Michael Salcman


5501 St. Albans Way
Baltimore, MD 21212

Author's Bio

I was born in Pilsen, Czechoslovakia in 1946 and came to the United States in 1949. The son of Holocaust survivors, I contracted polio in one of New York City’s last major outbreaks. I began writing poetry while a student at Midwood High School. At 16, I attended the Combined Program in Liberal Arts and Medical Education at Boston University and received both the B.A. and M.D. in 1969, graduating first in my class at age 22. After a surgical internship, I trained in neurophysiology at the National Institutes of Health and did a residency in neurological surgery at Columbia University. I began my academic career at the University of Maryland School of Medicine in 1976 and in 1984 was appointed the youngest chairman of neurosurgery in the United States. Pulitzer Prize-winner Jon Franklin and Alan Doelp profiled my early medical career in their book, Not Quite A Miracle (Doubleday, 1983). In the laboratory, I studied the effects of microwave-induced hyperthermia on the brain and on model brain tumors; the physiology and manipulation of the blood-brain barrier with regard to drug entry; and invented chronic single-cell recording techniques for use in behaving animals and in visual physiology. My clinical research focused on diseases of the brain. I pioneered the use of image-guided stereotactic surgery for the implantation of microwave antennas and radiation sources in combination with experimental chemotherapy for the treatment of malignant brain tumors. Similarly, I was one of the first to use the operating microscope and surgical laser for repeat operations for a variety of disorders. I was named a Distinguished Alumnus of Columbia's Neurological Institute in 1985 and of Boston University's School of Medicine in 2001. In 1991 I was elected President of the Congress of Neurological Surgeons. I am the author of almost 200 medical and scientific papers and the author or editor of six textbooks, most recently the two-volume 2nd edition of Kempe's Operative Neurosurgery (Springer-Verlag, 2004). My medical and scientific books have been translated into Spanish, German, Portuguese and Chinese.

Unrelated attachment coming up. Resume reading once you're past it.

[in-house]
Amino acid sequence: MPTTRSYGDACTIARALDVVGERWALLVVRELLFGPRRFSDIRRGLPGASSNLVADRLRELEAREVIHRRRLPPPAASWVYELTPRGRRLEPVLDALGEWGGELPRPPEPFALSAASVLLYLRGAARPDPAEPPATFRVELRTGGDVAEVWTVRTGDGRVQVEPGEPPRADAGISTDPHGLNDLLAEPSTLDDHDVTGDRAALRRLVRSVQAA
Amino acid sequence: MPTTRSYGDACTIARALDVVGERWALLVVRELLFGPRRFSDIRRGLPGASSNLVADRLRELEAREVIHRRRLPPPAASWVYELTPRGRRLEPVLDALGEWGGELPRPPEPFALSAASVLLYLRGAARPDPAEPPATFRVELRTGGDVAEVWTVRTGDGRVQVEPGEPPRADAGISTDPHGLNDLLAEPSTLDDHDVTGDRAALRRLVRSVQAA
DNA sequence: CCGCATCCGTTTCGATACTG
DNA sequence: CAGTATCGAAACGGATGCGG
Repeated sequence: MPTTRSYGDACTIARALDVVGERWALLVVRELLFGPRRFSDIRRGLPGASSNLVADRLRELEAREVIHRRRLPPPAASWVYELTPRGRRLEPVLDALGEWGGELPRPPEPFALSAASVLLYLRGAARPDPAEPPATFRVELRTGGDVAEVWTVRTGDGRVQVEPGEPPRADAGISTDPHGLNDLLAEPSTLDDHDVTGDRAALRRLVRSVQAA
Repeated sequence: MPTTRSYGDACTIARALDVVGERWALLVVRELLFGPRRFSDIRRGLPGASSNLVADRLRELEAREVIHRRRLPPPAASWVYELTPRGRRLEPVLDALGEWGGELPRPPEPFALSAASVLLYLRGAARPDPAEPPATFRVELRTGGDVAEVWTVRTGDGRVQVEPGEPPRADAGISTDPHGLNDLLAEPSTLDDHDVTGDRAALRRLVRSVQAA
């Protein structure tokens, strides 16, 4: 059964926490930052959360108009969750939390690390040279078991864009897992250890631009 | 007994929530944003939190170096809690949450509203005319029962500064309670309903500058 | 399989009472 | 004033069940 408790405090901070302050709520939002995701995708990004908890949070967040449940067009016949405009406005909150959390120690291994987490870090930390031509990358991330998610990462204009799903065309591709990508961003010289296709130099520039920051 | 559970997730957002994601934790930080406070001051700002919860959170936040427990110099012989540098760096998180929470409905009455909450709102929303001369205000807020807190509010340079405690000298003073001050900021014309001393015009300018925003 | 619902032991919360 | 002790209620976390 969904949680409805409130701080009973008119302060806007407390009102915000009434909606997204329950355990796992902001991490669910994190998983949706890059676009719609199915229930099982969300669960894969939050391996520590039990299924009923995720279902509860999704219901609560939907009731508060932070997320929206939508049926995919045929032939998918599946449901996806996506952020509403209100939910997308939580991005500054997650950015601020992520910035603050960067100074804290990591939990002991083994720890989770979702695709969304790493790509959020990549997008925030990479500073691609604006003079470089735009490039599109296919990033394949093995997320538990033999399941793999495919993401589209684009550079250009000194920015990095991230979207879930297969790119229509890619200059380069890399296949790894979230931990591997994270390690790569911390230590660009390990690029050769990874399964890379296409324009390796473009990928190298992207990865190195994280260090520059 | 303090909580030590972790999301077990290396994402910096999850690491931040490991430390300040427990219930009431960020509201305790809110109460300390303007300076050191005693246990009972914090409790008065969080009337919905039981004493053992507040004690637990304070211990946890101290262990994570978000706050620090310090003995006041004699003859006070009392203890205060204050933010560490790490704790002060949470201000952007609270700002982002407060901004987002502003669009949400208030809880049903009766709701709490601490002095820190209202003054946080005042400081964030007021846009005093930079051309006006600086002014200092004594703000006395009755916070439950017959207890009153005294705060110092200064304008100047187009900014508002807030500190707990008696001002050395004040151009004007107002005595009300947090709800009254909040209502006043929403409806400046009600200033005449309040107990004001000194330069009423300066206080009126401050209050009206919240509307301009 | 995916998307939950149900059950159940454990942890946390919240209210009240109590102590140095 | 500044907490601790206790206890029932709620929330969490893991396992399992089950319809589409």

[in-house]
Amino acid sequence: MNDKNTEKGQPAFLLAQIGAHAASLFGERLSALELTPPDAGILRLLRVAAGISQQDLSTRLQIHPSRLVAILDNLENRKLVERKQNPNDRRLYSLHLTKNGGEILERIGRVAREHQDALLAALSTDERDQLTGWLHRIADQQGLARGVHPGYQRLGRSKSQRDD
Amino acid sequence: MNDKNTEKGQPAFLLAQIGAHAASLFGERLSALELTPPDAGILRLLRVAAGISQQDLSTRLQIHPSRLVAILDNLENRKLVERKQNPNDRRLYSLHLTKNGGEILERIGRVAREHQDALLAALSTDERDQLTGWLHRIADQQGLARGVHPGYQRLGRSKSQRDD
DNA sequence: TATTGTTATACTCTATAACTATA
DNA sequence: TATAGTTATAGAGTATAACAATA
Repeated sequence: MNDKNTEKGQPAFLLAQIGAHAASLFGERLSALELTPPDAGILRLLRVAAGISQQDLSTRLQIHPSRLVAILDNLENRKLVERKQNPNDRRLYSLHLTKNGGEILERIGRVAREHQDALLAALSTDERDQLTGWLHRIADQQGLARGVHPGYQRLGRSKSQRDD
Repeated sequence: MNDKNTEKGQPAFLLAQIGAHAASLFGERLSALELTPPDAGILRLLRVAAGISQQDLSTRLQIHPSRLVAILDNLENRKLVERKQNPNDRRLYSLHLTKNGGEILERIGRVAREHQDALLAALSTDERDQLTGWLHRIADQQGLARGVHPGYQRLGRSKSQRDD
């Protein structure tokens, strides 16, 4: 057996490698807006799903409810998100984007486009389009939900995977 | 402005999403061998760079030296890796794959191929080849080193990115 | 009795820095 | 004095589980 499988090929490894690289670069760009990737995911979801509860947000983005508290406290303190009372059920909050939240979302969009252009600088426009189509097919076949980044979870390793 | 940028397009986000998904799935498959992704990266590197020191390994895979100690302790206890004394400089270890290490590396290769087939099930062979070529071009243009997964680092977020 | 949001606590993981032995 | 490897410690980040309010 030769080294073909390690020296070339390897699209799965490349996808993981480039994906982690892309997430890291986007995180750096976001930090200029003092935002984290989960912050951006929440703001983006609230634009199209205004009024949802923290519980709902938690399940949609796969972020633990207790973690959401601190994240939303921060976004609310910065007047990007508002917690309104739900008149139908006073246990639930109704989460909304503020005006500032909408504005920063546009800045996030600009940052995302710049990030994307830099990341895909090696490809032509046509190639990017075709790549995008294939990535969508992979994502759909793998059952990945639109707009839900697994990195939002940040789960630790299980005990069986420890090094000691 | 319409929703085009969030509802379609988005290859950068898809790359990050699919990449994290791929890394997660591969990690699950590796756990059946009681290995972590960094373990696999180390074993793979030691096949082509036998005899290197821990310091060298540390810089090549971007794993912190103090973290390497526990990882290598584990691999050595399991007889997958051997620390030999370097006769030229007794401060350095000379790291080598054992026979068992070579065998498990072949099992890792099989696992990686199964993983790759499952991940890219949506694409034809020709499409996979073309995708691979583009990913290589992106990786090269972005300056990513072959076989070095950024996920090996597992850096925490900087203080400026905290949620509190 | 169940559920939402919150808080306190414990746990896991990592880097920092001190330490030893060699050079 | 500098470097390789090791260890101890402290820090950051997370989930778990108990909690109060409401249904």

In the art world, I've served as President of the Contemporary Museum in Baltimore. My art reviews and essays on the relationship between the arts and sciences & the visual arts and the brain have appeared in J.A.M.A., Urbanite, Neurosurgery, Creative Non-Fiction, World Neurosurgery, Little Patuxent Review, and on-line at sites such as www.PEEKreview.net and www.artbrain.org. Since 2001 I've taught an annual course on the History of Contemporary Art at such venues as the Art Seminars Group, The Contemporary Museum and Towson University. I do studio visits, perform artist crits for students and have taught seminars on the brain’s visual system and art at Cooper Union in New York and at the Maryland Institute College of Art (MICA) in Baltimore. Presently, I am a Special Lecturer in the Osher Institute at Towson University.